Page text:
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Hungary Appoints Ministerial Commissioner for the Integration of Roma and Disadvantaged Children

7 November 2002

On July 24, 2002, Mr Bálint Magyar, the Hungarian Minister of Education, appointed Ms Viktória Mohácsi Bernathné, a 27-year-old Romani woman, Commissioner for the Integration of Roma and Disadvantaged Children. Ms Mohácsi Bernathné was formerly an ERRC employee involved in the design of a joint strategy for the desegregation of Romani children in education in Hungary by the ERRC and the Roma Participation Program of the Open Society Institute. In an August 5, 2002 interview with the Hungarian national daily newspaper Népszabadság, Ms Mohácsi Bernathné stated that she wanted to see the elimination of pervasive inequalities in educational opportunity. Ms Mohácsi Bernathné criticised the system of supplementary allocation of funds to public schools for so-called "catch-up classes", which in practice disadvantage Romani children rather than help them integrate in the educational system, stating that these classes place Romani children at even greater disadvantage. "These pupils are taught separately, the idea being that they can eventually be integrated into normal classes […]. However, experience shows that schools claim this funding for the duration of primary education. Thus, schools receive extra resources but pupils paradoxically find themselves in an even more disadvantaged position, placed in catch-up classes for eight years. According to researchers, pupils attending catch-up classes fall so seriously behind compared to their peers in normal classes that, by sixth grade, it is already impossible to integrate them into so-called normal classes." Ms Mohácsi Bernathné said that she wanted catch-up classes reformed so that they accelerate the integration of Romani children and set a fixed period of time of two to three years for the catch-up classes to be completed.

The Budapest-based Roma Press Center (RSK) further reported on October 11, 2002, that the Ministry of Education had begun the process of setting up National Integration Centres and Networks in fifty-three regions to provide support to disadvantaged students. The Centres will also function as a tool to aid in the closure of the over seven hundred segregated classes, change the practice which directs every fifth Romani child into schools for the mentally disabled, and thereby increase the chances of Romani children to continue their studies. Ms Mohácsi Bernathné stated to RSK that the new institution would only be effective if paired with anti-discrimination law. More information on the education of Roma in Europe is available at: http://lists.errc.org/publications/position/education.shtml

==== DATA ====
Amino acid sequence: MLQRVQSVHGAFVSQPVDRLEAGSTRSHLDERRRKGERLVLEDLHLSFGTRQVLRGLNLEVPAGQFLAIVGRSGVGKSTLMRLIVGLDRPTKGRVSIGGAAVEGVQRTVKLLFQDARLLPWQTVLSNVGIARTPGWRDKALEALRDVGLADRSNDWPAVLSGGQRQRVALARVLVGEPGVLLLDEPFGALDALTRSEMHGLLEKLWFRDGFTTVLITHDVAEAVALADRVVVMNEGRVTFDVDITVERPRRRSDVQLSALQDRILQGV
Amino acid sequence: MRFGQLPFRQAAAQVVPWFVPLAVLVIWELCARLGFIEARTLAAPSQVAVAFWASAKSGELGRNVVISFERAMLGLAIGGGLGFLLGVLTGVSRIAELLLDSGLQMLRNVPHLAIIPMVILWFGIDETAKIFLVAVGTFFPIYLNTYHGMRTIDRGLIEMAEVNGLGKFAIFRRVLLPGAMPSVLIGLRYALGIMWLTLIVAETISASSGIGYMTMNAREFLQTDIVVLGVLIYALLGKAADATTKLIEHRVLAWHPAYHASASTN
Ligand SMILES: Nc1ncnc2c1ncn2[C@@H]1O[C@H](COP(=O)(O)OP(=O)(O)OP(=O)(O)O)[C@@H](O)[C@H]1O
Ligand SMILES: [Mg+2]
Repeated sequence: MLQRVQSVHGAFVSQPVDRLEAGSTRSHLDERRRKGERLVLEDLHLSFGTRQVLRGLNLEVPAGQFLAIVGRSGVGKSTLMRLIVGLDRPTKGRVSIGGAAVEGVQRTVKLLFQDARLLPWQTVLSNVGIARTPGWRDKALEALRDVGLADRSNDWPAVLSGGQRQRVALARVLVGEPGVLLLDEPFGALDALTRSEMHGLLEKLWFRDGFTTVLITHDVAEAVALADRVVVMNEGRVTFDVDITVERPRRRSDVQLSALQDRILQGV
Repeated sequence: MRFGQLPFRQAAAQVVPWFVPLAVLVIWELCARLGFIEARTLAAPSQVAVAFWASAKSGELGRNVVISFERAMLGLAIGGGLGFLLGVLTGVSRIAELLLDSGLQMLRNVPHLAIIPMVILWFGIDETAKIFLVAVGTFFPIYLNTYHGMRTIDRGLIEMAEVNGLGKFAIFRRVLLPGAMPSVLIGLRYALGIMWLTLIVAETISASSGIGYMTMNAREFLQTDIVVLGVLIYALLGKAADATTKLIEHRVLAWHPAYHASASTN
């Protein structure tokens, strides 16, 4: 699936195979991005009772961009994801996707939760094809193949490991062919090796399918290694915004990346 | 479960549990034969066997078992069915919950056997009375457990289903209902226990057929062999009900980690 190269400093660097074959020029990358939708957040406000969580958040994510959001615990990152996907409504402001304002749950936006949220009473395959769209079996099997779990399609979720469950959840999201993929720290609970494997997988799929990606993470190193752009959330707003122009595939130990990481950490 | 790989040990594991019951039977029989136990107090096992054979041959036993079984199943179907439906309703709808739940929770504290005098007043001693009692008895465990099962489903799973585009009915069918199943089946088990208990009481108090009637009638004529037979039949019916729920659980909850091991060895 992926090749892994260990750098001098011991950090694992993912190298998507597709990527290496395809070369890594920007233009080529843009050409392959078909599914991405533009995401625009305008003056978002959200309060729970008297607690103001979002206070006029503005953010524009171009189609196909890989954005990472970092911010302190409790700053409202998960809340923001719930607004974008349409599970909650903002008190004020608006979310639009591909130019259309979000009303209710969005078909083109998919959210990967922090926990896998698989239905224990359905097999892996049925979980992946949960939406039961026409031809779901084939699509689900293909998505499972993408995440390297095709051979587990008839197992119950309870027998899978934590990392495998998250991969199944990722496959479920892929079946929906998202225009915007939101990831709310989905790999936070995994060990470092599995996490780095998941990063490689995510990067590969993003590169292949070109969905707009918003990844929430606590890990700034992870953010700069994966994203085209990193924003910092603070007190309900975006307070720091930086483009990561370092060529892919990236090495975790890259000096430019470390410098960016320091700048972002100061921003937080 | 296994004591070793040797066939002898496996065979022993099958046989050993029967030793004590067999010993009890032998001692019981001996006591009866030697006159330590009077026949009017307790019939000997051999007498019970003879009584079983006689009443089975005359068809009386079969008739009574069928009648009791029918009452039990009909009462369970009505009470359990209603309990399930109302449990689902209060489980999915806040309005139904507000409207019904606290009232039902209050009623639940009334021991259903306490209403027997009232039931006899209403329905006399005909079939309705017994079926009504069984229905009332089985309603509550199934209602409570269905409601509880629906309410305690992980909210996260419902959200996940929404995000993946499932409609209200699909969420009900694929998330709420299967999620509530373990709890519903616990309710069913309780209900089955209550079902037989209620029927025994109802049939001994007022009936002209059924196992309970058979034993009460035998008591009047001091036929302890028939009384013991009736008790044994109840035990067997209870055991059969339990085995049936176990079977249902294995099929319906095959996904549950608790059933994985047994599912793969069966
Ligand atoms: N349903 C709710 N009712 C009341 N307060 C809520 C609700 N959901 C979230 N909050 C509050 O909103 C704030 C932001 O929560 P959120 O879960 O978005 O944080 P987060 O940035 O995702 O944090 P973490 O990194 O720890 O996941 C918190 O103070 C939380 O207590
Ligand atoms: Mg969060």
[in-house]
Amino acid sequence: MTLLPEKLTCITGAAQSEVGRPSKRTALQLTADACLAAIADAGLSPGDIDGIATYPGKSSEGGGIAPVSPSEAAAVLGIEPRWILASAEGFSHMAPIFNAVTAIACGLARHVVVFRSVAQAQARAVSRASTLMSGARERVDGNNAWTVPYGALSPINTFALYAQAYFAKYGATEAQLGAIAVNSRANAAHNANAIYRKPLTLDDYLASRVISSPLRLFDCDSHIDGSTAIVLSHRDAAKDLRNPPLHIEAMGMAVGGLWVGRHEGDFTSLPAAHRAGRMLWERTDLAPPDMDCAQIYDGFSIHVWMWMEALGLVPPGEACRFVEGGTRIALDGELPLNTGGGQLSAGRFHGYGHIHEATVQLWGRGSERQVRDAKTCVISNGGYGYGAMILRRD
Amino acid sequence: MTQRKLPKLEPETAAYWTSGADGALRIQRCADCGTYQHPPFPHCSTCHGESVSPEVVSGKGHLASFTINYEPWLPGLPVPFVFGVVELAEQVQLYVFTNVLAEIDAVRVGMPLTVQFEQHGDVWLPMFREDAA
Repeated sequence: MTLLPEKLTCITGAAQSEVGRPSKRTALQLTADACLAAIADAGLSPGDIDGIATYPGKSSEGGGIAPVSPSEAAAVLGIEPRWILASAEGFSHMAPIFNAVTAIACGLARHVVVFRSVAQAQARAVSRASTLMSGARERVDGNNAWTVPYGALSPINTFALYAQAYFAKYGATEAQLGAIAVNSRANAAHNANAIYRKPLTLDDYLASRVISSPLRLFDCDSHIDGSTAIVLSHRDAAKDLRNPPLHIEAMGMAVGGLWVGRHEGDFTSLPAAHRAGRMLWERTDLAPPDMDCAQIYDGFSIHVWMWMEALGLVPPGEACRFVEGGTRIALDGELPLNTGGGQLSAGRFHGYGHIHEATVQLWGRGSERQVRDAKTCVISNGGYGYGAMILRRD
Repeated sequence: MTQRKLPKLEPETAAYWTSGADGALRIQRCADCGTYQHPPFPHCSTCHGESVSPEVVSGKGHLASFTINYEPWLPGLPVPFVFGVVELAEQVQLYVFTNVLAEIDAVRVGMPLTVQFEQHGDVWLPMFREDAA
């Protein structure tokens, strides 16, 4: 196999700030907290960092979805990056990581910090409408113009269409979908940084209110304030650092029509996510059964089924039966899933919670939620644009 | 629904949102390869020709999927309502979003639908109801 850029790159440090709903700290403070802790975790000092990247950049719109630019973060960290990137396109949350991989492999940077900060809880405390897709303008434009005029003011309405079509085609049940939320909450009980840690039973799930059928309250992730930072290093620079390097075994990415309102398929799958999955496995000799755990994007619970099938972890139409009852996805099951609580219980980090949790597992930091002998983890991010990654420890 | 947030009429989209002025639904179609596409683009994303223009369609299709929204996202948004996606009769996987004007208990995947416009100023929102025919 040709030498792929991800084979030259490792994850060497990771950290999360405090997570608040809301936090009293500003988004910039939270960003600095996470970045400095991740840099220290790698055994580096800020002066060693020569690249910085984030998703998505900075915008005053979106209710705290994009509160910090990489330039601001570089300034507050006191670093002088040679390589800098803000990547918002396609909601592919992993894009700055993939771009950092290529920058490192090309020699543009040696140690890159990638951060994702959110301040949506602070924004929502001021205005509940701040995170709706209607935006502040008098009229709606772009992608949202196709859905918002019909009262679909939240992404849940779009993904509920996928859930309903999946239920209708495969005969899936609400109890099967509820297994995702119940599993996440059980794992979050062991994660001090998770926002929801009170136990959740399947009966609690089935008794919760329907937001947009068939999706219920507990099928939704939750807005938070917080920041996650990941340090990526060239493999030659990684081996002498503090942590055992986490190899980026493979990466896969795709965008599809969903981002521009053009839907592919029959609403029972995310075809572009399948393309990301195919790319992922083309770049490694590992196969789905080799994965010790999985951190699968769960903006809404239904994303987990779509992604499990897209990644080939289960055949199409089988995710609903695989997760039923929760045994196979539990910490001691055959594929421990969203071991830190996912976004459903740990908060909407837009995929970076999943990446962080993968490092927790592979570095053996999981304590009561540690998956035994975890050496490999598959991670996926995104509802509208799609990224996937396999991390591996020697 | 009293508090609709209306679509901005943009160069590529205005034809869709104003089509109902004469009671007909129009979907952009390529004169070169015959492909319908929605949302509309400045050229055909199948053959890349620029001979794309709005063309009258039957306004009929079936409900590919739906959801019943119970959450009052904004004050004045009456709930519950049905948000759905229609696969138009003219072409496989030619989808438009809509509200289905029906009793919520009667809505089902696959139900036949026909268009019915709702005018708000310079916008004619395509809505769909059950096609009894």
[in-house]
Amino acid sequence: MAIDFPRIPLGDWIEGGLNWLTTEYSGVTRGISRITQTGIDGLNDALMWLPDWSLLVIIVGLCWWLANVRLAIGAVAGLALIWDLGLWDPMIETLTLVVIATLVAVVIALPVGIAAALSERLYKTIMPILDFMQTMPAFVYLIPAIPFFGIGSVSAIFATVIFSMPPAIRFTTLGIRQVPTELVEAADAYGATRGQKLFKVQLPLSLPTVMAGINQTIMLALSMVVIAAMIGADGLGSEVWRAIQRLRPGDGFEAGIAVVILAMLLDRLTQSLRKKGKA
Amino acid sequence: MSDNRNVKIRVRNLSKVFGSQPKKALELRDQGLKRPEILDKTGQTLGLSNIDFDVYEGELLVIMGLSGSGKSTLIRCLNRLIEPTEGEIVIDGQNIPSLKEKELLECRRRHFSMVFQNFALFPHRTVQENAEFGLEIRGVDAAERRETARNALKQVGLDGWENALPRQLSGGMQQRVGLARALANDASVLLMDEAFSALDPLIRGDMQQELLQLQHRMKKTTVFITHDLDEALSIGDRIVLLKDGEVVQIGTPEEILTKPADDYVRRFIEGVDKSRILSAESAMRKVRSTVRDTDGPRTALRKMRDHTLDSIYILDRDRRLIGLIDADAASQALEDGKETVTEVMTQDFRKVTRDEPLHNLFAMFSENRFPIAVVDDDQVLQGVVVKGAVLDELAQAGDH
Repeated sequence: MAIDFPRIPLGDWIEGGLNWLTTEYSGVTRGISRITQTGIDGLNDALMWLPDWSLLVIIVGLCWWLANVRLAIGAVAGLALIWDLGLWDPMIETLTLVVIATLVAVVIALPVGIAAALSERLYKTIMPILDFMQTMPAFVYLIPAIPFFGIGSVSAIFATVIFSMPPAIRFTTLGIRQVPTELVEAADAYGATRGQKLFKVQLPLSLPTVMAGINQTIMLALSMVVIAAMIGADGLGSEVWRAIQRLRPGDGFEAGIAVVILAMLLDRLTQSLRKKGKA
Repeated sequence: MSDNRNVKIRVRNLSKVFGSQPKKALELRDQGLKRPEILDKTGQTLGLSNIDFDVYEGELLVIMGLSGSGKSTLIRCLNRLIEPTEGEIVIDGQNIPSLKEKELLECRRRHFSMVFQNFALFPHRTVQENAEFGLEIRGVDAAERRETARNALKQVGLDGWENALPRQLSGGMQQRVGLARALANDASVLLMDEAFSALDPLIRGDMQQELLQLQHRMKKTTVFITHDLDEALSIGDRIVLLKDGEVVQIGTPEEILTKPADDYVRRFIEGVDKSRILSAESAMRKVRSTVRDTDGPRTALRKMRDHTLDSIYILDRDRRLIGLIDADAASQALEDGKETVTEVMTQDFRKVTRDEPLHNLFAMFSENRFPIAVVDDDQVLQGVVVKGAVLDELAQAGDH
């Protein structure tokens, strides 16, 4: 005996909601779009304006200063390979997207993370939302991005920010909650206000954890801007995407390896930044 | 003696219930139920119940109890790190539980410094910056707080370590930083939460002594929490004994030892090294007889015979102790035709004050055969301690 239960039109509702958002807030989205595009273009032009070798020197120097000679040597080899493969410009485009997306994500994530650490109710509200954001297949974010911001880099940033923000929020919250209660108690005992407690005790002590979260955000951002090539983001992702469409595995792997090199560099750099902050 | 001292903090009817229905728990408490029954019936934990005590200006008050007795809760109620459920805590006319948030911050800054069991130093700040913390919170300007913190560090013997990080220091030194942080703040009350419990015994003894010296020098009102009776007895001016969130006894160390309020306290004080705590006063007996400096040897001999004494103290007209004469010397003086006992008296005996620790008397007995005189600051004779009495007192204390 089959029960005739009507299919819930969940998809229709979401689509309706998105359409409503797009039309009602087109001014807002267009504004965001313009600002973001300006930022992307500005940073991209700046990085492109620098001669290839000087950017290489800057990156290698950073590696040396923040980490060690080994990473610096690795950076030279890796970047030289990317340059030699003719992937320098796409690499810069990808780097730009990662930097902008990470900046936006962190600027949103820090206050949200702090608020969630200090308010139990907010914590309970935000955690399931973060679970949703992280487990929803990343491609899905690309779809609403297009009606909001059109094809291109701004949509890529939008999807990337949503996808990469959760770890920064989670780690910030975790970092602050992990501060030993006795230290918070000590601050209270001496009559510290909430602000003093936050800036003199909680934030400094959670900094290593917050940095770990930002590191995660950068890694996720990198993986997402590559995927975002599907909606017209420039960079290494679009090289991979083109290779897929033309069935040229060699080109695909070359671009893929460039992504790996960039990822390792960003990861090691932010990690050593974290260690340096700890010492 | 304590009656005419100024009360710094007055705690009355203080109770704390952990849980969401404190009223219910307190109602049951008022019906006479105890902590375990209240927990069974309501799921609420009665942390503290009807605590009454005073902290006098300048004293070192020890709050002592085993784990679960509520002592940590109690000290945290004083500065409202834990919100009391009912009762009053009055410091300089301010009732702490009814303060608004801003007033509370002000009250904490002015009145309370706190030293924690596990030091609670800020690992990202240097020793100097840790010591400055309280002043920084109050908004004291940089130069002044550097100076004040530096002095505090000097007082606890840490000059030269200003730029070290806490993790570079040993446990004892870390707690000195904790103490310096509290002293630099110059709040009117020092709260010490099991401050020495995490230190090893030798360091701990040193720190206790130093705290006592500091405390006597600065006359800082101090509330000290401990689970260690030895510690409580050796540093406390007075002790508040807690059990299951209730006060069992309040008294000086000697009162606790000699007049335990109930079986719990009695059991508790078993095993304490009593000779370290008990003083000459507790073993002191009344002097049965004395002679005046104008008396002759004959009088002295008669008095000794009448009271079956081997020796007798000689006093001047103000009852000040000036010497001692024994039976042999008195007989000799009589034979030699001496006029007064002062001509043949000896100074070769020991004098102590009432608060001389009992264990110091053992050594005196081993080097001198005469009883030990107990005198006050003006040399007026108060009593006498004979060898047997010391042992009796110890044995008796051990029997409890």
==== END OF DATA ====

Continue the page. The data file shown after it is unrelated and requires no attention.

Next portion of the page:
(ERRC, Népszabadság, RSK)

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ERRC submission to UN HRC on Hungary (February 2018)

14 February 2018

Written Comments of the European Roma Rights Centre concerning Hungary to the UN Human Rights Committee for consideration at its 122nd session (12 Narch - 6 April 2018).

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The Fragility of Professional Competence: A Preliminary Account of Child Protection Practice with Romani and Traveller Children in England

24 January 2018

Romani and Traveller children in England are much more likely to be taken into state care than the majority population, and the numbers are rising. Between 2009 and 2016 the number of Irish Travellers in care has risen by 400% and the number of Romani children has risen 933%. The increases are not consistent with national trends, and when compared to population data, suggest that Romani and Traveller children living in the UK could be 3 times more likely be taken into public care than any other child. 

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Families Divided: Romani and Egyptian Children in Albanian Institutions

21 November 2017

There’s a high percentage of Romani and Egyptian children in children’s homes in Albania – a disproportionate number. These children are often put into institutions because of poverty, and then find it impossible ever to return to their families. Because of centuries of discrimination Roma and Egyptians in Albania are less likely to live in adequate housing, less likely to be employed and more likely to feel the effects of extreme poverty.

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